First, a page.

Happy birthday, Willie Mays!

My favorite baseball player as a kid was Willie Mays. I thought, and I still think that he was the greatest person who played in my lifetime. He could hit for average (.302 lifetime). He could hit for power; he was fifth all-time in extra base hits, behind only Hank Aaron, Mays’ godson Barry Bonds, Stan Musial, and Babe Ruth, and 4th in home runs after Bonds, Aaron and Ruth. He was a great fielder, with 12 Golden Gloves in a row (1957-1968).

Willie came up with the New York Giants in 1951, but his 1952 season was truncated and his ’53 season obliterated because of military service. In 1954, the Giants faced the powerful Cleveland team, a roster that won a record 111 out of 154 regular-season games, in the World Series. The Giants swept the Series in four games, in no small part due to Mays.

So when the Giants moved to San Francisco in 1958, the Bay City was expecting more pennants. But they lost the Series to the Yankees in 1962. I didn’t realize, until I read this article that those Giants losses in the playoffs and the Series, even after Mays retired, pained him. So the Series win for the 2010 San Francisco Giants was a win for the Say Hey Kid, so dubbed because he was lousy with names.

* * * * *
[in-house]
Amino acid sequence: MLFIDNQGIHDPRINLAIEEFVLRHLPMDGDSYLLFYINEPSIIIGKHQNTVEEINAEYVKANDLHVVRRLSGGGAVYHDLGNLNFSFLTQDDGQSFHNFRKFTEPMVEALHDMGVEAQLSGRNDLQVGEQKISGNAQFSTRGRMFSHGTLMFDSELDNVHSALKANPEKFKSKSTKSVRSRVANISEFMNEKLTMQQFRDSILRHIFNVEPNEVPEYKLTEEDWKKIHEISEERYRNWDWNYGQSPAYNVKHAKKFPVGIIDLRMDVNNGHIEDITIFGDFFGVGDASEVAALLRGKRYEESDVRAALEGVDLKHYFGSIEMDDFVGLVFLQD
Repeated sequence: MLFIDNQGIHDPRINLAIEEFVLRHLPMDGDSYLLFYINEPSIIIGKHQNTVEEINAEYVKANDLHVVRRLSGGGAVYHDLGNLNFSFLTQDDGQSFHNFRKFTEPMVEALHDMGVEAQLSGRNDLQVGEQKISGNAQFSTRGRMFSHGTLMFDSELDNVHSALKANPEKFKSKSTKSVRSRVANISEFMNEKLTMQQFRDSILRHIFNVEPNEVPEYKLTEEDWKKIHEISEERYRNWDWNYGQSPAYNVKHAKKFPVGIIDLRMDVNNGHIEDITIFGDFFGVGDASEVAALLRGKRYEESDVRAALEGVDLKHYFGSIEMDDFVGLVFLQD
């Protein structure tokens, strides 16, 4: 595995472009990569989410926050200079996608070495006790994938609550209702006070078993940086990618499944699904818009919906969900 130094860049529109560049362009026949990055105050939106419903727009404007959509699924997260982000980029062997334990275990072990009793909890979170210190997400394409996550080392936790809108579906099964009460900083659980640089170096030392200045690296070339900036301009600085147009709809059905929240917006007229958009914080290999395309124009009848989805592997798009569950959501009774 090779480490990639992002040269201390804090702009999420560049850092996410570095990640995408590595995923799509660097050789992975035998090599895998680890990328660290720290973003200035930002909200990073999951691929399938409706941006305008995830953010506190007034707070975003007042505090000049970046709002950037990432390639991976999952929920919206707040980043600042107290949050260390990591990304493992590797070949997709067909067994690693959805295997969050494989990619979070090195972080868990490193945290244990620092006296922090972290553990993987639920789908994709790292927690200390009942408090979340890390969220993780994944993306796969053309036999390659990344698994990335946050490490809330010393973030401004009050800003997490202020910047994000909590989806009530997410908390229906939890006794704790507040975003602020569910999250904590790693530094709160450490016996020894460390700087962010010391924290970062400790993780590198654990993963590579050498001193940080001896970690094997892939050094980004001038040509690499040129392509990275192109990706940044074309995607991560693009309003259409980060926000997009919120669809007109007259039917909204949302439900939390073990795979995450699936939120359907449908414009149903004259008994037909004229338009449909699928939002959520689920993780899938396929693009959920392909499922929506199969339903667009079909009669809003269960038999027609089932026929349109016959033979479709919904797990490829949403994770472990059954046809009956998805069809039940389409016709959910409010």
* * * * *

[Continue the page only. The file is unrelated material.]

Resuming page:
There is a song by a guy named Terry Cashman called Talkin’ Baseball, which mentions “Willie, Mickey and the Duke” in the chorus, they being the three now Hall of Fame centerfielders who played in New York City in the 1950s: Mays, Mickey Mantle of the Yankees and Duke Snider of the Brooklyn Dodgers. It namechecks a bunch of other players as well and has been updated occasionally. Listen to it HERE or HERE or HERE.

I have a colleague who knew Terry Cashman because she was friends with Terry’s daughter. As a result, she got to meet a bunch of the players mentioned in the song at a media event, including Willie, Mickey and the Duke, but the true significance of these gentlemen’s accomplishments was lost on her because she knew baseball not at all. She also met Rusty Staub, who she knew from his restaurants, not his ball playing. I am jealous.

Mickey died in 1995, and Duke Snider passed away in February of 2011, leaving only Willie from that triumvirate.

Happy 80th birthday, Willie! Listen to The Treniers singing Say Hey (The Willie Mays Song).
The 2010 World Series trophy was in Troy, NY yesterday, for a good historic reason.

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